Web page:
Wachovia's talks are the latest twist in a month that has seen the financial world reshaped by a flurry of deals driven by the ongoing fallout from the nation's mortgage meltdown. The discussions mean another weekend or longer of uncertainty for employees, shareholders and policymakers. Earlier this week, a possible Wachovia merger with Morgan Stanley apparently fizzled after the New York investment bank converted to a bank holding company and extracted an investment from a Japanese bank.

Wachovia on Friday said it doesn't comment on merger speculation, and representatives of Citi and Wells Fargo said the same. Santander could not be reached.

Saddled with mortgage losses from its 2006 Golden West Financial acquisition, Wachovia has been perceived as one of the nation's more troubled major financial institutions. But in recent months, Wachovia chief executive Bob Steel, a former Treasury Department official, has been taking steps to cut costs, shed troubled loans and preserve capital.

“We have a great future as an independent company, but we're a public company, so we're going to do what's right for shareholders,” the Durham native said on CNBC earlier this month.

Investors may be sending Wachovia's shares downward because they're worried that the government's $700 billion bailout will be tabled. If that's the case, Wachovia will seem “a lot more vulnerable,” said James Early, an analyst at The Motley Fool. The Journal suggested any Wachovia deal could be dependent on talks in Washington.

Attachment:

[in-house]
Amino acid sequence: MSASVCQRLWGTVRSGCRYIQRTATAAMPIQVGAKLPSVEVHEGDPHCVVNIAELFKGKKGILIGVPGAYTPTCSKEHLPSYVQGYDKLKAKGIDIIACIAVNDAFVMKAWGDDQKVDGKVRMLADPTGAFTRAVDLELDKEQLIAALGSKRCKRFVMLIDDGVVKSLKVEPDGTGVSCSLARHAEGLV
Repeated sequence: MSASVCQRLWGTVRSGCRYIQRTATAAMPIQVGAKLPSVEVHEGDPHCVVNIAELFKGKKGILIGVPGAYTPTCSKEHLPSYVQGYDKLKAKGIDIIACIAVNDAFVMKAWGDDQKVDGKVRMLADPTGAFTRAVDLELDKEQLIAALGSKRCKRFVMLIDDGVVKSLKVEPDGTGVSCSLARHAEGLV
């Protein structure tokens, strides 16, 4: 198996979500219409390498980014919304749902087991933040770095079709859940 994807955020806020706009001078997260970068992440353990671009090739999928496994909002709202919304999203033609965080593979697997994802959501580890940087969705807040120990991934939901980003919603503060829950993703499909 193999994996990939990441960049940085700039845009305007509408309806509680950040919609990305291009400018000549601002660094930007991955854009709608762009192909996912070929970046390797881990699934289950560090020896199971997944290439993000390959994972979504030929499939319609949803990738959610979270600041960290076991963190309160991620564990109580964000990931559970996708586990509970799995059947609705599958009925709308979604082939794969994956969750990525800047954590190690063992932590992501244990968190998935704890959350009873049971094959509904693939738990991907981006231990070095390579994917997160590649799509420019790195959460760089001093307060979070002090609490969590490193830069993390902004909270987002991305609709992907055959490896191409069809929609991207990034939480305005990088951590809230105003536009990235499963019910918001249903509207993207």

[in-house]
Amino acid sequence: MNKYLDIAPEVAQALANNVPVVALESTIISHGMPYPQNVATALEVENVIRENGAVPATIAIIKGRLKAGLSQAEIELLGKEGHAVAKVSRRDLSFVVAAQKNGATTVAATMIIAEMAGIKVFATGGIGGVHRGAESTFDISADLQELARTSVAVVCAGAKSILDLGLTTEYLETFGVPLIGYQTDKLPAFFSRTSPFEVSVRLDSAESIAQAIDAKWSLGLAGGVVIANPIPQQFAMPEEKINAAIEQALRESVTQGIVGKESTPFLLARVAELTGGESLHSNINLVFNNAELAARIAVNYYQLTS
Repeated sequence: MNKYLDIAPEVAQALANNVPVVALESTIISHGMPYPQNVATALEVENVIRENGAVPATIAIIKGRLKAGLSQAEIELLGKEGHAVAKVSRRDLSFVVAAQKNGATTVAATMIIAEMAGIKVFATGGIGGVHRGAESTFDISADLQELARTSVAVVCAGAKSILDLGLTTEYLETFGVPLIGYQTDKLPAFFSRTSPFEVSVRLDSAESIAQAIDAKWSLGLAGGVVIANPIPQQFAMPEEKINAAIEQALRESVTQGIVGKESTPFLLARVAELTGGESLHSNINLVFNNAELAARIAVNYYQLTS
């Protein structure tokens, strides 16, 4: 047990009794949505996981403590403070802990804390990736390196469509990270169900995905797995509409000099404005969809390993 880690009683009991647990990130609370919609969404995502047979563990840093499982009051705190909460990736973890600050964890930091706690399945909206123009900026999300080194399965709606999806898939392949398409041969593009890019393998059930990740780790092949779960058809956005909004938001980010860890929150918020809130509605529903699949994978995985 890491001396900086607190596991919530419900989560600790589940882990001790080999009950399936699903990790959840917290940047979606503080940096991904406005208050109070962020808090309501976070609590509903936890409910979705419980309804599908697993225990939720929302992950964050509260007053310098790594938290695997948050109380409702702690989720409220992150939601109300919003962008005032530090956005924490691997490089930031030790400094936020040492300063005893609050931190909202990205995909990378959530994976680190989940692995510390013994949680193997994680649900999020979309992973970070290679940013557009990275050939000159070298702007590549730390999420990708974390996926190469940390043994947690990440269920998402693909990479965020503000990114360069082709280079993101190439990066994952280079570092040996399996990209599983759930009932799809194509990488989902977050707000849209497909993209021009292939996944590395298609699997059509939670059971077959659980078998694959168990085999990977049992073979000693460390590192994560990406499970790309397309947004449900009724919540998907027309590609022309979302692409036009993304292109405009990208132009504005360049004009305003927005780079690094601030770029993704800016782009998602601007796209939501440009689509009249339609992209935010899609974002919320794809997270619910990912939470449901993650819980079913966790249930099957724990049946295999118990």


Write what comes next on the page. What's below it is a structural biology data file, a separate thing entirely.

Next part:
“A lot of it depends on political moves, and that's a very hard thing – to figure out what the government is going to do,” Early said.

WaMu was a major player in the nation's mortgage mess, making subprime loans and exotic adjustable rate mortgages. Wachovia was an even bigger purveyor of adjustable-rate Pick-A-Payment mortgages, but it has stopped making the loans and is now working to refinance customers into more traditional products.

Gary Townsend, a former analyst who has launched a Maryland-based investment firm, says Wachovia is a stronger company than Washington Mutual. Commercial banks like Wachovia generally have a stronger deposit base than thrifts like Washington Mutual, which rely heavily on federal home loans. Wachovia is also more diversified in the services it offers, with a large money-management team and a strong investment-banking unit, which makes it better able to weather the mortgage meltdown.